Posts Tagged ‘vegetable gardening’

The Eggplant Chronicles II: cooking eggplant

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Like most Louisiana natives I love eggplant, and I have fervent opinions about how it should be prepared for cooking. For any application in which it is to be sautéed, I believe that it must be salted and drained first. This is not to get out bitterness, as some cookbooks say; a well-grown eggplant of a good variety doesn’t have bitterness. The disgorging process gives the eggplant a better texture, almost silky, and in my view is not optional.
For this dish, I cut an enormous yet still young Black King eggplant into thick meaty slices about half an inch thick. I salted them liberally on both sides in the morning, stuck them in a bag in the refrigerator, and in the evening laid them out in a single layer on half of a clean towel and pushed down hard on the slices with the other half of the towel, pressing out as much liquid as possible. Now sauté them in olive oil over medium-high heat, laying them out on a baking sheet as they finish cooking, and making sure to cook them until they can easily be penetrated with a fork. Meanwhile, decide what you want to put on them. I had some horta (cooked greens mixture) made according to the description in my amaranth post, liberally flavored with garlic, fennel fronds, and salt-cured olives, and decided to use that. Other possibilities include leftover cut-up meat or chicken with herbs, scrambled eggs highly seasoned with herbs, tomato sauce, or whatever. I mixed the horta with crumbled feta for a little pizazz. Top with cheese ( I used an artisanal cheese similar to Parmesan) and pop in a 425 degree oven for 25 minutes or so. Pull them out, top with pine nuts or your own favorite nuts and a lavish sprinkle of Maras pepper flakes or other good red pepper flakes, and put back in the oven for a minute or two. I added some roasted onion halves on the side. Serve. Eat.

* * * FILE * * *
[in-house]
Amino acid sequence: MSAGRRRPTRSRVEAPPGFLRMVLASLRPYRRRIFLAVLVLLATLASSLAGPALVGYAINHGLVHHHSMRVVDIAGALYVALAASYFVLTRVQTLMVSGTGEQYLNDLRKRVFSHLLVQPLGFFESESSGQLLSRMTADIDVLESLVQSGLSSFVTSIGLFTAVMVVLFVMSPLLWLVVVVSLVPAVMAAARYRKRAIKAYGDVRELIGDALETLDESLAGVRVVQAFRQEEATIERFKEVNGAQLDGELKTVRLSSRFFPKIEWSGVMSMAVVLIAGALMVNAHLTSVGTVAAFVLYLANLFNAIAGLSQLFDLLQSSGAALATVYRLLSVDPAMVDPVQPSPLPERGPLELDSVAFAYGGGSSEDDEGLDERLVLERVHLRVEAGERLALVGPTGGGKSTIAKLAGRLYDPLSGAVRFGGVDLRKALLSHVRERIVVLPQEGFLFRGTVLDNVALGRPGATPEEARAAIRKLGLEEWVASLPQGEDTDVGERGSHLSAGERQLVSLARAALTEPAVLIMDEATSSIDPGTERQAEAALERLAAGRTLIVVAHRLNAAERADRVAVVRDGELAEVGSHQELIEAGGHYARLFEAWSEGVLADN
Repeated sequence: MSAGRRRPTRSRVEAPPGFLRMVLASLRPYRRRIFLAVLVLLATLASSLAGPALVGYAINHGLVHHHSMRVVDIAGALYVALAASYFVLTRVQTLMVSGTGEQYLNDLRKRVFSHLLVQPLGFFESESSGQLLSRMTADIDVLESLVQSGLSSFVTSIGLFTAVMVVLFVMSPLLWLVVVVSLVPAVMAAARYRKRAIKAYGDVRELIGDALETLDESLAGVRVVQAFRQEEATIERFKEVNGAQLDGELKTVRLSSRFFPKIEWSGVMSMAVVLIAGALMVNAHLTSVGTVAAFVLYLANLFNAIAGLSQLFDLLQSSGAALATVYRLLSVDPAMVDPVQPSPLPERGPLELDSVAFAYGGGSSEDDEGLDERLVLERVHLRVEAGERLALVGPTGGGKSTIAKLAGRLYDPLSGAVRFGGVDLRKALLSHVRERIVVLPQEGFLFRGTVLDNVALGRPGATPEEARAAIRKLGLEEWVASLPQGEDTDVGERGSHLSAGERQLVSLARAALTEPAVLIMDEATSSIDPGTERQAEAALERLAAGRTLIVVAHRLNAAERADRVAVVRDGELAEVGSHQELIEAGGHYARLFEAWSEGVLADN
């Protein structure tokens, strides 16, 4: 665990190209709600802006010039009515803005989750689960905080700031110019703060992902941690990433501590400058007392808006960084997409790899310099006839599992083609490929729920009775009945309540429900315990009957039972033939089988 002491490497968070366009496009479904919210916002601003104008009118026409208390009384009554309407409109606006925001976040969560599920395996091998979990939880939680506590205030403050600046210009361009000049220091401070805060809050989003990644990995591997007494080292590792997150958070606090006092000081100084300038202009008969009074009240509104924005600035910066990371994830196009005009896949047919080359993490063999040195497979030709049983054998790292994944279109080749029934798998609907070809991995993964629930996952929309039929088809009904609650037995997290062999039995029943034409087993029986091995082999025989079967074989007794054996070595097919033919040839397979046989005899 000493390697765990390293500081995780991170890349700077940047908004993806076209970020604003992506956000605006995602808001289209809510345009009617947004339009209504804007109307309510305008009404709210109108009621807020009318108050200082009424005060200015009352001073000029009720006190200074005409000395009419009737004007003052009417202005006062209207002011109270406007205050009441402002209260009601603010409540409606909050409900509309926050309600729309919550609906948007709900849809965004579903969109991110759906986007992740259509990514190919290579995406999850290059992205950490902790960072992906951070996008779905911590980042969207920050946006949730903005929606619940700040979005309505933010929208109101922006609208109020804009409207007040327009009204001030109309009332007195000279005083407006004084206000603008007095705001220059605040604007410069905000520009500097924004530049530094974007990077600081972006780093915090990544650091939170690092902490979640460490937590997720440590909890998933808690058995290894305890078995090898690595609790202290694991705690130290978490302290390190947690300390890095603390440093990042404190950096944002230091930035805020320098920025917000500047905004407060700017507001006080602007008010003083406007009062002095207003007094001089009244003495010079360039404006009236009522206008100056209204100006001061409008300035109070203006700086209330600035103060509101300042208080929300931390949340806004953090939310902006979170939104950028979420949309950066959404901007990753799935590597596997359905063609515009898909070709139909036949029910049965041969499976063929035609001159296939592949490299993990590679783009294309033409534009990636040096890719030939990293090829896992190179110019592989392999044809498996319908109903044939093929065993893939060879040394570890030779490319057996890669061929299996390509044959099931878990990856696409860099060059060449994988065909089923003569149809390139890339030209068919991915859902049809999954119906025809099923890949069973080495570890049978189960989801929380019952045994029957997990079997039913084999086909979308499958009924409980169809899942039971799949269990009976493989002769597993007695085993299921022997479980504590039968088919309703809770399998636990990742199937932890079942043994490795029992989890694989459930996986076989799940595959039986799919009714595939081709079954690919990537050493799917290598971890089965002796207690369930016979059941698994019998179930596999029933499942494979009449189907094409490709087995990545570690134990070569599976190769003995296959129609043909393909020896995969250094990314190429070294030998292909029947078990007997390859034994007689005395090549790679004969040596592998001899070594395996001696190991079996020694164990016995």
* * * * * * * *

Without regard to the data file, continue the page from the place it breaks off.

This sort of dish screams for a good smooth red wine and has to be eaten with a carefree attitude. Laissez les bon temps roulez, after all.
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The Eggplant Chronicles I: choose your plant

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For the last couple of years I’ve rolled my eyes over the phenomenon of grafted vegetable plants, and griped lustily that there is nothing difficult about growing tomatoes or eggplants, so why would anybody  fall for the grafted ones? Then I saw a picture of the extremely deep rootball that the grafted rootstock develops and began to ponder whether this might be really advantageous in my very hot dry area. So this year I tested two grafted eggplants, one Millionaire ( a Japanese-type eggplant) and one Black King. I planted several standard Millionaire and Ichiban plants for comparison.